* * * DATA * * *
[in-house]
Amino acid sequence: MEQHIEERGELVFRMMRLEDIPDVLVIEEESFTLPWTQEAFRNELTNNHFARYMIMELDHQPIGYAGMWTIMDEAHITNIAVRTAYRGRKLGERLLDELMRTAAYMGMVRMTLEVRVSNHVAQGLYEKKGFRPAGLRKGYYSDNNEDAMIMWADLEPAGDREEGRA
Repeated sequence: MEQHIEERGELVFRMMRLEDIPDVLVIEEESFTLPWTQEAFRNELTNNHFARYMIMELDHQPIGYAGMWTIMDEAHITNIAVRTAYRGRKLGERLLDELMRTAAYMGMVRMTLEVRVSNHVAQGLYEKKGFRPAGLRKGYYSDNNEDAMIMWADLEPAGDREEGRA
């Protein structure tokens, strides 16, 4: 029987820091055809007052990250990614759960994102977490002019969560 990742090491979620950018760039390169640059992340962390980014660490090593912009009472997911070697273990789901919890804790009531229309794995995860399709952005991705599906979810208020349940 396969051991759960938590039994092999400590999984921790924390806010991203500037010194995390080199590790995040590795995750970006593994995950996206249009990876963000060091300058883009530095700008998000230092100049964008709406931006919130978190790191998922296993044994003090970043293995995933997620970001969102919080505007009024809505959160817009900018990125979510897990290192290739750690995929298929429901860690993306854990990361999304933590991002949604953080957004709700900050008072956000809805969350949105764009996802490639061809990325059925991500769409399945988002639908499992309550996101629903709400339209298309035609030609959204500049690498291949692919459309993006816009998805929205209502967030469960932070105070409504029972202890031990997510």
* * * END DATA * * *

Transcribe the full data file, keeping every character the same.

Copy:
[in-house]
Amino acid sequence: MEQHIEERGELVFRMMRLEDIPDVLVIEEESFTLPWTQEAFRNELTNNHFARYMIMELDHQPIGYAGMWTIMDEAHITNIAVRTAYRGRKLGERLLDELMRTAAYMGMVRMTLEVRVSNHVAQGLYEKKGFRPAGLRKGYYSDNNEDAMIMWADLEPAGDREEGRA
Repeated sequence: MEQHIEERGELVFRMMRLEDIPDVLVIEEESFTLPWTQEAFRNELTNNHFARYMIMELDHQPIGYAGMWTIMDEAHITNIAVRTAYRGRKLGERLLDELMRTAAYMGMVRMTLEVRVSNHVAQGLYEKKGFRPAGLRKGYYSDNNEDAMIMWADLEPAGDREEGRA
């Protein structure tokens, strides 16, 4: 029987820091055809007052990250990614759960994102977490002019969560 990742090491979620950018760039390169640059992340962390980014660490090593912009009472997911070697273990789901919890804790009531229309794995995860399709952005991705599906979810208020349940 396969051991759960938590039994092999400590999984921790924390806010991203500037010194995390080199590790995040590795995750970006593994995950996206249009990876963000060091300058883009530095700008998000230092100049964008709406931006919130978190790191998922296993044994003090970043293995995933997620970001969102919080505007009024809505959160817009900018990125979510897990290192290739750690995929298929429901860690993306854990990361999304933590991002949604953080957004709700900050008072956000809805969350949105764009996802490639061809990325059925991500769409399945988002639908499992309550996101629903709400339209298309035609030609959204500049690498291949692919459309993006816009998805929205209502967030469960932070105070409504029972202890031990997510």